Alexander Schuke says:

The restoration of the Stertzing organ 1702 honored a master absolutely equal to
Arp Schnitger
No organ builder shows such a connection with
Johann Sebastian Bach
Sample Set from the Stertzing organ

Sample sets are made to play in the living room with the pipe sounds of a church organ. The most beautiful organ sounds come from historic organs from the baroque era with their vocal sounds. Organs with 20 to 30 registers built around 1600 – 1790 in the golden age of organ art. At the end of the last century, the organ builders were able to restore it to its original baroque style.

My traditional knowledge of organ building I have also applied to designing house pipe organs. Organs for the living room are not miniaturized church organs, but are specially designed for the living room. Church organ pipes cannot be used in a house organ. The wind pressure of the house organ is low and the pipes have a low upper labium. This creates a tone with a clear blowing sound (chiff) that change into a fluctuating development of the tone; a very musical effect that inspires to play. Please switch off the unnatural wind model.
The organist sits a short distance away and can hear every nuance of the tone.

Sample sets are made from church organs and sound like miniaturized church organs in the living room. With the voicing I try to approach the sounds of my house pipe organ, but I only succeed to a limited extent. I achieve the best result with samples of baroque organs in small churches, preferably in southern European places. The wind pressure is lower and the acoustics are better than with the Northern organs.

A striking example is the sample set of the Stertzing organ from Büßleben. Stertzing's workshop was in Eisenach, where Johann Sebastian Bach was born. The organ from Büßleben was built in 1702 and is still in its original state. The sounds hardly differ from those of a house pipe organ.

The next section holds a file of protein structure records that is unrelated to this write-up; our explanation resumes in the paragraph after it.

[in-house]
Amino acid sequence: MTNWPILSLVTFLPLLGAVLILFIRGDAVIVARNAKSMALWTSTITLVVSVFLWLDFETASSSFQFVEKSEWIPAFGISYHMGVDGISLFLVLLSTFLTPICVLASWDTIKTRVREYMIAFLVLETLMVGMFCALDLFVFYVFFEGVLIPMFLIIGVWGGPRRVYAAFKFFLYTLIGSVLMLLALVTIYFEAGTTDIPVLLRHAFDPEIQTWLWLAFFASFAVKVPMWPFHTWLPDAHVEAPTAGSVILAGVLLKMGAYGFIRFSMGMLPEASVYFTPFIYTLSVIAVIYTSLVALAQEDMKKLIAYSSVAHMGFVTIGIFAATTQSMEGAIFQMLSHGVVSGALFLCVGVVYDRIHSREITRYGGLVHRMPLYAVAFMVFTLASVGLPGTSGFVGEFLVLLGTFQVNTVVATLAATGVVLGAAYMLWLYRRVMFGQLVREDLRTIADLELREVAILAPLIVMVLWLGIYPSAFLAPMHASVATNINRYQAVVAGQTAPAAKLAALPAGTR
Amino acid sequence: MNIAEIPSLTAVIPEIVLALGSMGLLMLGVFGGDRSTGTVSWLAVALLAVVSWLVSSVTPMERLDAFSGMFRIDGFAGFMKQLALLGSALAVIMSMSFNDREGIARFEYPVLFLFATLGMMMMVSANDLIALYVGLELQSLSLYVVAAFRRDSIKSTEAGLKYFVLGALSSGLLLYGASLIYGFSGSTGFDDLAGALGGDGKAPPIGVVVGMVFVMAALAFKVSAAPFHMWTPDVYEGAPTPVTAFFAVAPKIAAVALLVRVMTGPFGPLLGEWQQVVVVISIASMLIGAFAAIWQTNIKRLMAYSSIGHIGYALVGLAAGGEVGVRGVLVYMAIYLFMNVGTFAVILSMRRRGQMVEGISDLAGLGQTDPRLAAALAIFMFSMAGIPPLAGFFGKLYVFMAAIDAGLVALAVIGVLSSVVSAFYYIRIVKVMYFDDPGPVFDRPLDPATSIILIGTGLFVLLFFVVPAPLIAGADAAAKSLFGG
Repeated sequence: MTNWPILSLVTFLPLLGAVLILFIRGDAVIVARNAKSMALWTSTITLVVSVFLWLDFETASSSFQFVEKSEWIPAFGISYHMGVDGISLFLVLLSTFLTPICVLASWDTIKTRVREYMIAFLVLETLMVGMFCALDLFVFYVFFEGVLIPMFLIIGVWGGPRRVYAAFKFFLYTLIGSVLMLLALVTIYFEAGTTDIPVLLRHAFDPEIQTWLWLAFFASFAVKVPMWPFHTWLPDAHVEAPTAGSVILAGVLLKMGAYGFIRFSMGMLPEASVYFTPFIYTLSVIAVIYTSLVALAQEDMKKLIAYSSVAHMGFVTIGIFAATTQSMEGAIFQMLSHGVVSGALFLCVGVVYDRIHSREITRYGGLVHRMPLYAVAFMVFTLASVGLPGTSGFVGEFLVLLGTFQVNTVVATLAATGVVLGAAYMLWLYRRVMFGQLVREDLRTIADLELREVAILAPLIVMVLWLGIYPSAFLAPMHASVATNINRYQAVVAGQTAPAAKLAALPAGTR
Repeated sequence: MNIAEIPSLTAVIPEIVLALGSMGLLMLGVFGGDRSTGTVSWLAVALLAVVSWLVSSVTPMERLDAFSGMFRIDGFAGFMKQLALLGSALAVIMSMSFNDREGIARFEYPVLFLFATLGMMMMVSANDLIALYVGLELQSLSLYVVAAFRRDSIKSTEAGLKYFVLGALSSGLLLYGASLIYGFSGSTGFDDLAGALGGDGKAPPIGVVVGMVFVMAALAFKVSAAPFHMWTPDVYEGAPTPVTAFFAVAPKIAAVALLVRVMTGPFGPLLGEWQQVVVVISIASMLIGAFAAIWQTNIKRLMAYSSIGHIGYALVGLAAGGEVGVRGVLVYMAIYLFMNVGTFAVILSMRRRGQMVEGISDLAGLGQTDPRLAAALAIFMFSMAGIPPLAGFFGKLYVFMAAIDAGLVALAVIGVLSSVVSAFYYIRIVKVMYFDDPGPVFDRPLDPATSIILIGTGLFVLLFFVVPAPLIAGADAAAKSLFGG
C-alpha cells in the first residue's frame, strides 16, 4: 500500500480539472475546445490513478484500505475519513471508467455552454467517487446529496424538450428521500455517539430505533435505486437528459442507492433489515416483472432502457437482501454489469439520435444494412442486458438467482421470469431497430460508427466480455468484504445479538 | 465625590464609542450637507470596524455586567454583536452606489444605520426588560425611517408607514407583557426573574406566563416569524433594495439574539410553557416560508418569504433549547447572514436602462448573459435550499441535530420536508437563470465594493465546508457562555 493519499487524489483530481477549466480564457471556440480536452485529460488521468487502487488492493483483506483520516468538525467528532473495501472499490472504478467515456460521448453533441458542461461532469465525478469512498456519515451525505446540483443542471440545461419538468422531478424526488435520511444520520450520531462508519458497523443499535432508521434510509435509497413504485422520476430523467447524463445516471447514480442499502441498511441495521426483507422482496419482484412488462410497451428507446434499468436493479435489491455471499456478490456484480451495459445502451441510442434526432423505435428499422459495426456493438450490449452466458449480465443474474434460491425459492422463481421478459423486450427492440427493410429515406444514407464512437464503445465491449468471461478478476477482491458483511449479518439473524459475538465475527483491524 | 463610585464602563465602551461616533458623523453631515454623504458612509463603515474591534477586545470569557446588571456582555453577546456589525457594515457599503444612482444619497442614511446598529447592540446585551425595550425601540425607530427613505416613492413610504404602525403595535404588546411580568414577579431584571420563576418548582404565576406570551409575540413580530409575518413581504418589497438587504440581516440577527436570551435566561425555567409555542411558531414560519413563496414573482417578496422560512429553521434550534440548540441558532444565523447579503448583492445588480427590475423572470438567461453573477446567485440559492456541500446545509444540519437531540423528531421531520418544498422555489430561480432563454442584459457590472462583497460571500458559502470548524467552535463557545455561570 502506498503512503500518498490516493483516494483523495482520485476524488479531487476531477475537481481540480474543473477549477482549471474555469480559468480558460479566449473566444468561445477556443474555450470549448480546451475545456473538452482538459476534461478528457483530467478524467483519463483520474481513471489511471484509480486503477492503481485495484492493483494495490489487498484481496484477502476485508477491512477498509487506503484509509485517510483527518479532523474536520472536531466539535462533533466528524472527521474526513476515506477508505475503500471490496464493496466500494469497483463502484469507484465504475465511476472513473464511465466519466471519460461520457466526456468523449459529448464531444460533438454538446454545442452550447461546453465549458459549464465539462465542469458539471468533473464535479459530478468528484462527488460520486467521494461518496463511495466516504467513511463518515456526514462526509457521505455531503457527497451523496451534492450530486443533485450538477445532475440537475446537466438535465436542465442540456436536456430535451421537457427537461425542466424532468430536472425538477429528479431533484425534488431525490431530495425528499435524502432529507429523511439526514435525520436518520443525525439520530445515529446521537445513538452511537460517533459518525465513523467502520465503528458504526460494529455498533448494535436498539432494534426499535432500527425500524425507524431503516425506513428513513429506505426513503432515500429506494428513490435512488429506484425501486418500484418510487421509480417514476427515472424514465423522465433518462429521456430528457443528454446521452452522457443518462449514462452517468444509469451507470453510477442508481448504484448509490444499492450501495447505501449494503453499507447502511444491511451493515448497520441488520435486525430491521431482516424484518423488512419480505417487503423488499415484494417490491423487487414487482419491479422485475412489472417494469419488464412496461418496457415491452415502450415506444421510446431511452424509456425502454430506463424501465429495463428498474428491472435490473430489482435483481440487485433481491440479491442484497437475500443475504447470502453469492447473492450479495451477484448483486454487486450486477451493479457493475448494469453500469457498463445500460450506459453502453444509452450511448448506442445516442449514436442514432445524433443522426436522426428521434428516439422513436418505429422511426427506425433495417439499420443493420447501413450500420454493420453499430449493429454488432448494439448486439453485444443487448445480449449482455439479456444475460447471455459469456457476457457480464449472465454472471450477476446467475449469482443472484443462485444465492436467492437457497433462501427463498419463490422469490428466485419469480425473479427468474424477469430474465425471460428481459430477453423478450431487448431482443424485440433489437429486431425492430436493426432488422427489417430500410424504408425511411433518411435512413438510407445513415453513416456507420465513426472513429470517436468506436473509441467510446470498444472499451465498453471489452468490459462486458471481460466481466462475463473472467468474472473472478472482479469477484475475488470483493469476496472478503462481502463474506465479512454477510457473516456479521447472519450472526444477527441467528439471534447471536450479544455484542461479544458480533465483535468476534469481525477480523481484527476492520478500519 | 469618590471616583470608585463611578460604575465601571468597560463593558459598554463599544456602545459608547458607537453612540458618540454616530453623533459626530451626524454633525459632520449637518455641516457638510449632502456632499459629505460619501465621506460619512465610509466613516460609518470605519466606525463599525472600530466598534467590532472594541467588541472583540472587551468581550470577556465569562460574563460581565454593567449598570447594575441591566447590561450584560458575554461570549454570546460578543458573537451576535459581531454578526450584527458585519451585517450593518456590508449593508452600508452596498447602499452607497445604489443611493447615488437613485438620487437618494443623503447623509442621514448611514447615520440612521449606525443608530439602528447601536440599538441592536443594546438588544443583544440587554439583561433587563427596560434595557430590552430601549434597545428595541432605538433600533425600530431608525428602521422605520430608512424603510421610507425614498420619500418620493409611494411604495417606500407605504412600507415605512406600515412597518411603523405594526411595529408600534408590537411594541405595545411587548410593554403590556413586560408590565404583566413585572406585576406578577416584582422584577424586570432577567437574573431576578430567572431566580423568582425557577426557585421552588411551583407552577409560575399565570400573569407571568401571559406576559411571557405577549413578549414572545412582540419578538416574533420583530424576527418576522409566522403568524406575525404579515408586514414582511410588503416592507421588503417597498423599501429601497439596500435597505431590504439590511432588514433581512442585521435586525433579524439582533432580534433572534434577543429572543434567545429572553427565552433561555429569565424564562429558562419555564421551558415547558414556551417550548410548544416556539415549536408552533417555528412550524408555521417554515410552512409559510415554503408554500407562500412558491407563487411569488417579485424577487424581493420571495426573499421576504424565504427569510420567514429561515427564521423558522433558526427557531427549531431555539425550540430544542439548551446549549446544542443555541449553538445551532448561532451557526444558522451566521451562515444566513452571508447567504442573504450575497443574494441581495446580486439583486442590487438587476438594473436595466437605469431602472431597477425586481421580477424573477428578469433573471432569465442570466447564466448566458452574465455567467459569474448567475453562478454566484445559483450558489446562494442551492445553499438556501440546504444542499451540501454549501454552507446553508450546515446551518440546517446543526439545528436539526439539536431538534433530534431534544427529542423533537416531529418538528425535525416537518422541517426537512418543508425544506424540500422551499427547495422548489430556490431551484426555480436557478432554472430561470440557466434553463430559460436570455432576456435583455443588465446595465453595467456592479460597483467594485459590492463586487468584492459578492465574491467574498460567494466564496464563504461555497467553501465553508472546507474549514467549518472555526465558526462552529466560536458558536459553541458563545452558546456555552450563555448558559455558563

Piotr Grabowski chose this organ to store the sounds in a sample set and voiced the samples so perfectly that the sounds I hear correspond to my house pipe organ. The sample set of the Stertzing organ is the most successful set for a Hauptwerk organ and Piotr Grabowski delivered a top result. I play this organ every day.

                                                                             Stertzing organ ----->

Realistic pipe sounds in the living room

Building pipe organs has been my profession for decades. I have visited hundreds of churches in most European countries to assess the sounds of the organ and correct the intonation where necessary. In the church you can clearly hear that shortly after the sound of a pipe the first reflections in the acoustics begin. These build up the tone of the pipe until it fills the whole church with a wide, full sound.

I have also built pipe organs for the living room, but without acoustics the tones cannot develop and no sound beauty is created. The Hauptwerk organ does have good acoustics and, provided that samples of impeccable quality are used, the sounds are equal to those in the church. The organ in the church is housed in a cabinet that mixes the tones of the pipes and produces them as one source of sounds.

My organ was built by Wim de Borst from Sonarte in Capelle aan den IJssel. In addition to being an organ builder, he is a church organist with an excellent hearing, which enables him to make the sounds he hears in the church sound exactly the same in his Hauptwerk organs.

After having experienced the disappointing quality of the loudspeakers with which Noorlander supplies his organs, Wim de Borst and I searched for loudspeakers of the highest quality. Reference class loudspeakers, which are used by the best sample makers to compare sounds from the samples with the sounds from the pipes. These loudspeakers should never be placed in the organ case; nothing should hinder the free appearance.